Many formal epistemologists think that Conditionalization is *always* the uniquely rational way to update one’s credences. But this cannot be correct. In certain troublesome cases, Conditionalization would take the thinker to rationally forbidden destinations. Conditionalization has to be restricted somehow, so that it does not apply in these troublesome cases.

There is actually quite a range of such troublesome cases. But the simplest example is that of certain *Moore-paradoxical propositions* – propositions that the thinker could express by uttering something of the form ‘*P*, and there is no time *t* at which I assign a high credence to the proposition that *P*’.

(In contemplating this proposition, the thinker has to refer to *herself* in a distinctively first-personal way. However, to bracket worries about how to accommodate indexical references to *times* in our formal framework, I have chosen a Moore-paradoxical proposition that quantifies over times in its second conjunct – rather than a proposition that contains a distinctively indexical reference to the present time.)

Now, nothing prevents the thinker from rationally having a prior system of credences that assigns arbitrarily high probability to this Moore-paradoxical proposition, conditional on a certain possible body of evidence *E*.

Indeed, *E* might just be *P* itself. It might be obvious from the nature of *P* that *P* is the kind of proposition that one is extraordinarily unlikely to have a high credence in even if *P* is true. For example, suppose that *P* is the proposition that the number of flies in the world right now is exactly 17,000,000,000,000,000. Even conditional on the truth of *P*, it is unbelievably unlikely that one will ever have a high credence in *P*. So, conditional on the supposition of *P*, one rationally assigns an extremely high conditional credence to the proposition that one could express by uttering ‘*P*, and I never have a high credence in the proposition that *P*’.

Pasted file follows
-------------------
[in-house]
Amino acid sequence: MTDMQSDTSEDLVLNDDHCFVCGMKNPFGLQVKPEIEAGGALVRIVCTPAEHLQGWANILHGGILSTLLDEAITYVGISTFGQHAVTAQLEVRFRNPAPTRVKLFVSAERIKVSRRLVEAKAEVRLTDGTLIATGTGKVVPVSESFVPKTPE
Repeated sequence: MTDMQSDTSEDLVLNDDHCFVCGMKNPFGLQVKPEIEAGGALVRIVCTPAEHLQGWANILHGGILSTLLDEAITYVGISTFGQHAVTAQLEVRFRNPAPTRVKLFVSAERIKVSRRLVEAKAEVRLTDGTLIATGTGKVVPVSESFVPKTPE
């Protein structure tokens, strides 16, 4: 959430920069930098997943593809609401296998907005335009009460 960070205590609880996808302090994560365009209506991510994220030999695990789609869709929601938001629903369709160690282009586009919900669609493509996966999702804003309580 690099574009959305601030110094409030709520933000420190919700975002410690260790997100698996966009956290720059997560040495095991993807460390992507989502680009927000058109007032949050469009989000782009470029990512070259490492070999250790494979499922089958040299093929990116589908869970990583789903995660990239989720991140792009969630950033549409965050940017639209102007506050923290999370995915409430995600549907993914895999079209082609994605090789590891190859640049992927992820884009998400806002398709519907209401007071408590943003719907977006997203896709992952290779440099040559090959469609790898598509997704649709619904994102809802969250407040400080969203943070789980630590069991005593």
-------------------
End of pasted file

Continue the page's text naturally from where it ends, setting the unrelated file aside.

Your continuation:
However, one’s prior credence in *P* is still non-zero. So, it could still happen that one day one learns that *P* is true. But then, if one updates one’s credences by Conditionalization, one will end up assigning an extremely high credence to the proposition that one could express by uttering the relevant instance of ‘*P* and I never have a high credence in the proposition that *P*’.

This, surely, is an irrational place to end up in. It is *a priori* obvious that if one has a high credence in this proposition, the proposition cannot be true (given that it is also *a priori* obvious that if one has a high credence in a conjunction, one also has high credence in each of its conjuncts).

So, in these cases, it seems to me, it is irrational to update by Conditionalization. Conditionalization must be restricted so that it does not apply to these cases.

Indeed, this point seems so obvious to me that I feel sure that someone must have thought of this point before. I would be very grateful if someone could let me know who (if anyone) has made this point before!